Kohl Proposes Board to Have SEC Regulate Planners and Brokers; Dodd Ends Reform Legislation Talks

Kohl's amendment to Dodd's reform bill would lump advisors, brokers under one regulatory umbrella

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Senator Herb Kohl (D-Wisconsin), a member of the Senate Banking Committee, has proposed adding a new draft amendment to Senator Christopher Dodd's financial services reform bill that would create an independent oversight board to regulate financial planners.

Senate Banking Committee Chairman Christopher Dodd (D-Connecticut), chairman of the Senate Banking Committee, has ended bipartisan talks as of March 11 on his financial services reform bill, which he now plans to release on Monday, March 15. Dodd said in a release that he plans to hold a full committee markup the week of March 22.

Jaret Seiberg, an analyst with Washington research firm Concept Capital, says that "we expect Dodd's draft will propose a tougher Consumer Financial Protection Agency (CFPA) than the market has been expecting." Dodd, Seiberg says, "is not expected to include a requirement that the banking regulators approve what the CFPA proposes. That raises the prospect for an out-of-control CFPA that forces banks to take unprofitable actions. While this is a short-term risk, we believe the final draft will be much more moderate. Dodd must take some radical positions at the committee level so he has room to negotiate with [Senator Richard] Shelby before full Senate action on the bill."

The Financial Planning Coalition--comprising the Financial Planning Association (FPA), the National Association of Personal Financial Advisors (NAPFA), and the CFP Board--has been lobbying members of Congress to support the idea of creating an entity that would regulate financial planners. The independent oversight board under Kohl's amendment would be housed within the Securities and Exchange Commission, and it would be up to the SEC to appoint members of the oversight board.

Kohl's proposed amendment would expand the definition of financial planner to include investment advisors and brokers and "anybody who holds himself out to the public as a financial planner and provides, or offers to provide, directly to individuals advice with respect to the management of financial assets in not fewer than two areas of financial planning, including--investment planning, income tax planning, education planning, retirement planning, estate planning, and risk management."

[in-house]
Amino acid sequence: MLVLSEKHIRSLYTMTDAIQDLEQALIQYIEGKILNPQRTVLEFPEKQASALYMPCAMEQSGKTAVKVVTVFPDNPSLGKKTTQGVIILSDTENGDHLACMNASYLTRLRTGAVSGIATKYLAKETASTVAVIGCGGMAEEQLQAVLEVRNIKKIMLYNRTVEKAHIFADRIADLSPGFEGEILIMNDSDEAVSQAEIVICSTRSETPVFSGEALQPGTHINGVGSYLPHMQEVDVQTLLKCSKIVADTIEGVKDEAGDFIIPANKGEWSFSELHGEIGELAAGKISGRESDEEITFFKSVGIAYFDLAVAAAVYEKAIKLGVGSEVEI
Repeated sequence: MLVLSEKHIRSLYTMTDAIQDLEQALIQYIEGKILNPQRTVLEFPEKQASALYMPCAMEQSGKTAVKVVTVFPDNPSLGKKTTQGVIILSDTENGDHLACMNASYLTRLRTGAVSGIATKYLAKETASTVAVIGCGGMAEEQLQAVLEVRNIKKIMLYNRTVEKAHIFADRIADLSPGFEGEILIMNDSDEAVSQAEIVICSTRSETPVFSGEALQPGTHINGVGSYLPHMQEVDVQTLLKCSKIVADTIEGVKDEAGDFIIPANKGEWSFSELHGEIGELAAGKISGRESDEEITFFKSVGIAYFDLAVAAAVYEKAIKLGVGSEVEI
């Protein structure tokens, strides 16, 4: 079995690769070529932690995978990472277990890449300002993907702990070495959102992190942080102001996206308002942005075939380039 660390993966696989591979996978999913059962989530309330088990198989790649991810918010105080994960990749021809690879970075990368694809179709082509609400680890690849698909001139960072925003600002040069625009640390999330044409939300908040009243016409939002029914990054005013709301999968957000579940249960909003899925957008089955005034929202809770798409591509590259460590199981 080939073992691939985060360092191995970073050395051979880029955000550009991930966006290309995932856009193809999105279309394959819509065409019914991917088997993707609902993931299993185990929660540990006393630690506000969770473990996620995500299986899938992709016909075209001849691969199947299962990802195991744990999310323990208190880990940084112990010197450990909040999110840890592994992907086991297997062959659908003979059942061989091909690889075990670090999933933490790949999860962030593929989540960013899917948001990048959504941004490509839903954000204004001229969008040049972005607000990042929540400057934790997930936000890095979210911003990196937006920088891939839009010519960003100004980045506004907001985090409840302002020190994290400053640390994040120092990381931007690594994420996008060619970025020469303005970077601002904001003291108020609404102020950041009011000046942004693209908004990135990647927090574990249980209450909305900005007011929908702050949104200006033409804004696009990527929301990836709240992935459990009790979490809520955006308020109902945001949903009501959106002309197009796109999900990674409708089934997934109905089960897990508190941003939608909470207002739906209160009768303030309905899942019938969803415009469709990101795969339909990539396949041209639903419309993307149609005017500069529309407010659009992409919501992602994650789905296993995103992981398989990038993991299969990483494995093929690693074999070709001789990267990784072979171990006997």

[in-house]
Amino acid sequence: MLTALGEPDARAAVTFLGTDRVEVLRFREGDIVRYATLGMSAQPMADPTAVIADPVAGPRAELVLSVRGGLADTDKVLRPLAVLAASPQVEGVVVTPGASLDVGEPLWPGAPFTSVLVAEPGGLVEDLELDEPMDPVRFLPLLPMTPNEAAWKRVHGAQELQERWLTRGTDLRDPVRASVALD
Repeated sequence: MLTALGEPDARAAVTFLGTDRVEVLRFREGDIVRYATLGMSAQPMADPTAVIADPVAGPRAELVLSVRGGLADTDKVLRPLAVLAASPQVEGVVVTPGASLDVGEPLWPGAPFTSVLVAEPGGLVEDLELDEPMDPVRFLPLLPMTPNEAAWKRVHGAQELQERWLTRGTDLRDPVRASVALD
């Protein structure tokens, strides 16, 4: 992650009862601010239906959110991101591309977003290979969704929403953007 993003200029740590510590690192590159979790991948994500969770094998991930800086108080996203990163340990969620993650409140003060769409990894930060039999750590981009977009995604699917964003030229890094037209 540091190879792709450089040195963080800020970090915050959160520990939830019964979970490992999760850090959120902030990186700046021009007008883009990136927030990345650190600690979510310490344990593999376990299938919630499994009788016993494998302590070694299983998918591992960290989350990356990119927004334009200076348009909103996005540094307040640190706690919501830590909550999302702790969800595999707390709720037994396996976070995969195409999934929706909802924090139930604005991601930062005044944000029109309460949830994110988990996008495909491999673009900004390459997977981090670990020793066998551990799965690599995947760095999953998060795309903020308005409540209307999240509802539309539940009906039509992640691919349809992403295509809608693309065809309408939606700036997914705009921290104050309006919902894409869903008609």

Bob Glovsky, chair of the CFP Board, says that the SEC "is aware" of the oversight board and "has some concerns about funding." Glovsky says most members of the Senate Banking Committee, including Dodd, are supportive of the oversight board. But Kohl's proposal is running into opposition from groups like the Investment Adviser Association (IAA) and the National Association of Insurance and Financial Advisers (NAIFA).

David Tittsworth of the IAA said that his group has "expressed concerns that the financial planning coalition's proposal shoud not subject investment advisors to additional regulation." Moreover, Tittsworth said the IAA is "not aware of any regulatory gaps in the current regulatory framework governing investment advisors, many of whom perform additional services in addition to providing investment advice."

Tom Currey, president of NAIFA, says that NAIFA opposes the Kohl amendment "because it does not just seek to simply regulate currently unregulated individuals who call themselves 'financial planners.' Rather, it would establish a new SRO for 'financial planners' and effectively impose another layer of regulation on many NAIFA members who are already regulated at multiple levels: namely by state insurance commissioners, state securities regulators, FINRA, and the SEC, depending on which licenses and registrations they hold." Curry says that the issue of holding all types of advisors to fiduciary standards "would best be addressed" in the amendment proposed by Senator Tim Johnson (D-South Dakota), which would require the SEC to conduct a comprehensive study of "the current regulatory environment" for advisors and brokers.

The board would also investigate complaints of non-compliance and would conduct disciplinary proceedings and impose appropriate sanctions for non-compliance with the board's standards. Glovsky says that the Coalition envisions that the education and exam requirements set up by the oversight board would not be as rigorous as the curriculum that's set up for the CFP mark. "We envision the education and exam requirement wouldn't be quite as high as [the CFP curriculum] initially," he says.

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